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Cara/Andrea, Today I'm delighted to welcome back my good friend Tracy Grant, who has come to give us a little historical backstory to the latest book in her marvelous Susanna and Malcolm Rannoch historical mystery series. For those of you who have not yet read Tracy's books, well, you're in for a treat! Set in the late Regency, they feature wonderfully nuanced, complex stories involving the world of espionage—where personal and professional loyalties are often tangled, and moral choices test the concepts of love, family and friendship. Her characters are beautifully rendered and her research of all aspects of the... Continue reading
Posted Jun 21, 2015 at Word Wenches
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No, no--thank YOU! I'm an avid reader, and get such pleasure out of good books!
Toggle Commented Jun 9, 2015 on The Age of Creativity at Word Wenches
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I feel far busier than I was in my twenties, and not just because of the internet, etc. I just keep finding more and more things I want to do! How cool about the app! Thanks for the heads-up!
Toggle Commented Jun 9, 2015 on The Age of Creativity at Word Wenches
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You're an inspiration, Sue! I think curiosity and a love learning is a Fountain of Youth . . . or, more elementally, the secret to a full, engaged life. Yes, I know about van Gogh, so maybe eye problems are influential in art.
Toggle Commented Jun 9, 2015 on The Age of Creativity at Word Wenches
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Jo, I think it's very true that in some ways as we get older we feel freeer to explore.Maybe we are wiser and have learned to feel less constrained by convention! That's a VERY interesting point about eyesight. I hadn't heard anything about Turner suffering from visual problems . . .Perhaps. Buy the sheer abstractness to me seems very deliberate, and an evolution of his style of playing with light. I'd prefer to believe it was artistic choice, not medical necessity!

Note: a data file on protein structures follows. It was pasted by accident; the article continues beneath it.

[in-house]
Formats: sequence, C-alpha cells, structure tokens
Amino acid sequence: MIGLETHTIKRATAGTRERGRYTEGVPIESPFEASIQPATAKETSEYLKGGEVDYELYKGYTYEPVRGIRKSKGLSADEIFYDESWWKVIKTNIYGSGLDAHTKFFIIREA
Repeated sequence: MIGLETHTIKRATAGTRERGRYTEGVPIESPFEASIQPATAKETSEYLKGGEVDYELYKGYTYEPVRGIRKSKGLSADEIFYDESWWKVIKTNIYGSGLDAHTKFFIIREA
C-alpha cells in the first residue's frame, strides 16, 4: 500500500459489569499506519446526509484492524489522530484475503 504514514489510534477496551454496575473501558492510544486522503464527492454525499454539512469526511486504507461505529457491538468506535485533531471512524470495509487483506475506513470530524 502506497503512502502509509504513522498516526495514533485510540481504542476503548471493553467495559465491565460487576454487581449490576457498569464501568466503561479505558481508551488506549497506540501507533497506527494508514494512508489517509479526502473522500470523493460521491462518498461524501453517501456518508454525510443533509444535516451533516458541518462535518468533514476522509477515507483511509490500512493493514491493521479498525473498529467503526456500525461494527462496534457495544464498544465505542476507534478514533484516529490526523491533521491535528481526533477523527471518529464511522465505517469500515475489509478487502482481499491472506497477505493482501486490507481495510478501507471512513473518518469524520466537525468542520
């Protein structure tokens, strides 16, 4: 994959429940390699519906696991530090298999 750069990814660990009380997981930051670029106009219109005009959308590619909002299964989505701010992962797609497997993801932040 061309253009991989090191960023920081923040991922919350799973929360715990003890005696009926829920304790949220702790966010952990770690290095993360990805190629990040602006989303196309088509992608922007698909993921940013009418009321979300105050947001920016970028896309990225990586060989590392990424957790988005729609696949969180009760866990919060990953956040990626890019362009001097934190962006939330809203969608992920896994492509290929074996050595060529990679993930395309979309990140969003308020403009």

Toggle Commented Jun 9, 2015 on The Age of Creativity at Word Wenches
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Oh, I love this, too, Patricia. It's a wonderful way of viewing things—and so true.
Toggle Commented Jun 9, 2015 on The Age of Creativity at Word Wenches
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Thanks for sharing these, Artemisia! So VERY true!
Toggle Commented Jun 9, 2015 on The Age of Creativity at Word Wenches
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The movie has just come out on DVD, and though it may lose something on the small screen, it still will be wonderful. Sometimes, what with one's responsibilities, Life's path may take a little longer to get to where one can "throw the switch" on creative endeavors. So I totally agree—age makes no difference. One should just go for doing what one is passionate about (and BTW, your books are wonderful, so thank goodness you never let go of your dreams!)
Toggle Commented Jun 9, 2015 on The Age of Creativity at Word Wenches
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So true, Madge. I think whne one is creative in any field, it keeps one thinking, exploring and challenging oneself. Which IMO is all good!
Toggle Commented Jun 9, 2015 on The Age of Creativity at Word Wenches
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Cara/Andrea here, musing on creativity . . . and, well, the A-word. Ah-ha! (No, it’s not Ah) now that I have your Attention, I shall explain. But first, a bit of backstory. I am excited about an upcoming lecture I’m going to attend in a week on the painter J. M. W. Turner. Mike Leigh, the director of the movie, Mr. Turner, will be discussing the making of the film and the artist, who is credited not only with being one of the great luminaries of the Romantic era, but also with being one of the pioneers of modern art.... Continue reading
Posted Jun 7, 2015 at Word Wenches